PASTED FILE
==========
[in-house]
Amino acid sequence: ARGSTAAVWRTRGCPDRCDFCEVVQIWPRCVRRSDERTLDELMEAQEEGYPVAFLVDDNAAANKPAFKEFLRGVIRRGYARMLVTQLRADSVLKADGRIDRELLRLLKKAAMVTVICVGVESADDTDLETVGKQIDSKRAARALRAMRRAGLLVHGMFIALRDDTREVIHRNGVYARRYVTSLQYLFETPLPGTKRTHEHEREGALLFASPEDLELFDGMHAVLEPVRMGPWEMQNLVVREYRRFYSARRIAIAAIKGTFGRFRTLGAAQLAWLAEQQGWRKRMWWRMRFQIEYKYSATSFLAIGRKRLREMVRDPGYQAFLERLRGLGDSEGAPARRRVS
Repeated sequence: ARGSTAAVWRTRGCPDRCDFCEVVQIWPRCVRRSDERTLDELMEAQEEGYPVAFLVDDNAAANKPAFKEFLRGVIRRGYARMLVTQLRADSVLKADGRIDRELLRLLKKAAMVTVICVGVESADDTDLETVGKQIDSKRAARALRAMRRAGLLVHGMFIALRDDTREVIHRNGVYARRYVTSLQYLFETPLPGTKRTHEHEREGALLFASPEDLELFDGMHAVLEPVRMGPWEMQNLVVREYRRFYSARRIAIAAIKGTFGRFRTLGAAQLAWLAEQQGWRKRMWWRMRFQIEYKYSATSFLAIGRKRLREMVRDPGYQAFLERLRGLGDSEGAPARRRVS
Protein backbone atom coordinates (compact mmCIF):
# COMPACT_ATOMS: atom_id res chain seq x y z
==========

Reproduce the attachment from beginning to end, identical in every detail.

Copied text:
[in-house]
Amino acid sequence: ARGSTAAVWRTRGCPDRCDFCEVVQIWPRCVRRSDERTLDELMEAQEEGYPVAFLVDDNAAANKPAFKEFLRGVIRRGYARMLVTQLRADSVLKADGRIDRELLRLLKKAAMVTVICVGVESADDTDLETVGKQIDSKRAARALRAMRRAGLLVHGMFIALRDDTREVIHRNGVYARRYVTSLQYLFETPLPGTKRTHEHEREGALLFASPEDLELFDGMHAVLEPVRMGPWEMQNLVVREYRRFYSARRIAIAAIKGTFGRFRTLGAAQLAWLAEQQGWRKRMWWRMRFQIEYKYSATSFLAIGRKRLREMVRDPGYQAFLERLRGLGDSEGAPARRRVS
Repeated sequence: ARGSTAAVWRTRGCPDRCDFCEVVQIWPRCVRRSDERTLDELMEAQEEGYPVAFLVDDNAAANKPAFKEFLRGVIRRGYARMLVTQLRADSVLKADGRIDRELLRLLKKAAMVTVICVGVESADDTDLETVGKQIDSKRAARALRAMRRAGLLVHGMFIALRDDTREVIHRNGVYARRYVTSLQYLFETPLPGTKRTHEHEREGALLFASPEDLELFDGMHAVLEPVRMGPWEMQNLVVREYRRFYSARRIAIAAIKGTFGRFRTLGAAQLAWLAEQQGWRKRMWWRMRFQIEYKYSATSFLAIGRKRLREMVRDPGYQAFLERLRGLGDSEGAPARRRVS
Protein backbone atom coordinates (compact mmCIF):
# COMPACT_ATOMS: atom_id res chain seq x y z